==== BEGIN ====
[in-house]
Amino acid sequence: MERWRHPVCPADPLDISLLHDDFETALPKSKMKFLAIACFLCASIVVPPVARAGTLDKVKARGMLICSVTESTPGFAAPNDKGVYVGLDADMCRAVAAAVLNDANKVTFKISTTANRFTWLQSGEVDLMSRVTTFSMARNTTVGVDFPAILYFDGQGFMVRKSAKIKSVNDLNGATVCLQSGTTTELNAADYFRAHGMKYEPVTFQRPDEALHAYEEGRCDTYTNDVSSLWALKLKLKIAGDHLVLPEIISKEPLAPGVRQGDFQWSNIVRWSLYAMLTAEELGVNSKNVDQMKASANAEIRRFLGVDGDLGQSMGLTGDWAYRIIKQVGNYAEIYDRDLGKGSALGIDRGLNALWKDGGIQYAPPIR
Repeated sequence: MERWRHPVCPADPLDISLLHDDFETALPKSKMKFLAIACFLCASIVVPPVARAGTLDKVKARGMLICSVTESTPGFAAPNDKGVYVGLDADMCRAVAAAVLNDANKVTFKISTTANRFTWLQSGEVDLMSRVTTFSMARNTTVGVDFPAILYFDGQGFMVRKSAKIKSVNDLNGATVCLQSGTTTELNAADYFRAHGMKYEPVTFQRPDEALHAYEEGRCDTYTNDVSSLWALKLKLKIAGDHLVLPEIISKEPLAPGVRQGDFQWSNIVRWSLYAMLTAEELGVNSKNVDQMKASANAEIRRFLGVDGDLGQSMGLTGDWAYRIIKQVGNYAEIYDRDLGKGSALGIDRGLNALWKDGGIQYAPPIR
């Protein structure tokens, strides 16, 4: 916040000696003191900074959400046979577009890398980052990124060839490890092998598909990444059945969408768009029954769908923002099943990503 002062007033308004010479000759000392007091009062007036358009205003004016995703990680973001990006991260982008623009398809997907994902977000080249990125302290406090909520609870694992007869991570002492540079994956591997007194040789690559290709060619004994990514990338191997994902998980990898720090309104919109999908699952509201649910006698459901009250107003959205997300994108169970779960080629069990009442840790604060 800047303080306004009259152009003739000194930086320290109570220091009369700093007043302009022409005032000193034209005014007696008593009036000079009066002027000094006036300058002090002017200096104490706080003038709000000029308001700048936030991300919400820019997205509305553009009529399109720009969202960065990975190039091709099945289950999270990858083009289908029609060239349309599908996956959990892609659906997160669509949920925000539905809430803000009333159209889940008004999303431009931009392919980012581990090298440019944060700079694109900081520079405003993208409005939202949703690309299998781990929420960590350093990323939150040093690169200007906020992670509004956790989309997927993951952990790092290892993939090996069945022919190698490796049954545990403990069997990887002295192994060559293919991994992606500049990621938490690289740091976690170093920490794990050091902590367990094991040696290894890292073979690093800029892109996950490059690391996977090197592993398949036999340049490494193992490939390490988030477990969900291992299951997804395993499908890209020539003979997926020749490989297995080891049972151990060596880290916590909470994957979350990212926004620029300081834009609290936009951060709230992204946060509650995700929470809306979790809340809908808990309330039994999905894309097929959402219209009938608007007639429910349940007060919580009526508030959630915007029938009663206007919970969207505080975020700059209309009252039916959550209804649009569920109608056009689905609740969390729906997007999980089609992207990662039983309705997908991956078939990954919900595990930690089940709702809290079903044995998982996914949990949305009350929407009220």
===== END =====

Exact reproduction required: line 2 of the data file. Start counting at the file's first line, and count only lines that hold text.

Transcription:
Amino acid sequence: MERWRHPVCPADPLDISLLHDDFETALPKSKMKFLAIACFLCASIVVPPVARAGTLDKVKARGMLICSVTESTPGFAAPNDKGVYVGLDADMCRAVAAAVLNDANKVTFKISTTANRFTWLQSGEVDLMSRVTTFSMARNTTVGVDFPAILYFDGQGFMVRKSAKIKSVNDLNGATVCLQSGTTTELNAADYFRAHGMKYEPVTFQRPDEALHAYEEGRCDTYTNDVSSLWALKLKLKIAGDHLVLPEIISKEPLAPGVRQGDFQWSNIVRWSLYAMLTAEELGVNSKNVDQMKASANAEIRRFLGVDGDLGQSMGLTGDWAYRIIKQVGNYAEIYDRDLGKGSALGIDRGLNALWKDGGIQYAPPIR